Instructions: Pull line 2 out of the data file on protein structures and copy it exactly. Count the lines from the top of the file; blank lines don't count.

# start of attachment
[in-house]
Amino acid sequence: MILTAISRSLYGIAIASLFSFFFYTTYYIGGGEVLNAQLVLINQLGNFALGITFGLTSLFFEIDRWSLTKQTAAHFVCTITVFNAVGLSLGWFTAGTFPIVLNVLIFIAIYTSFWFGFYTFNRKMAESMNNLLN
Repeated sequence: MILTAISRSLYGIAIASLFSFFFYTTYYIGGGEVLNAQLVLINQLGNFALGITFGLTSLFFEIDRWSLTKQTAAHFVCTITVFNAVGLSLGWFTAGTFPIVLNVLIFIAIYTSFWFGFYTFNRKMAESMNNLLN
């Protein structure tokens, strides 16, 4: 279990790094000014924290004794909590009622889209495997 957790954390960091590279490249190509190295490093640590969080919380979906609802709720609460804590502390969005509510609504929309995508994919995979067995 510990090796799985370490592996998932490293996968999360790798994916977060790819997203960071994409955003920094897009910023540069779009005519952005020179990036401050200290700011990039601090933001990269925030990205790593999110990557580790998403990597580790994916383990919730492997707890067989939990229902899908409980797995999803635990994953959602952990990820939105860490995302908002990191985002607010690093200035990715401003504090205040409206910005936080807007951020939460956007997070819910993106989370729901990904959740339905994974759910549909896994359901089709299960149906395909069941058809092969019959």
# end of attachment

Amino acid sequence: MILTAISRSLYGIAIASLFSFFFYTTYYIGGGEVLNAQLVLINQLGNFALGITFGLTSLFFEIDRWSLTKQTAAHFVCTITVFNAVGLSLGWFTAGTFPIVLNVLIFIAIYTSFWFGFYTFNRKMAESMNNLLN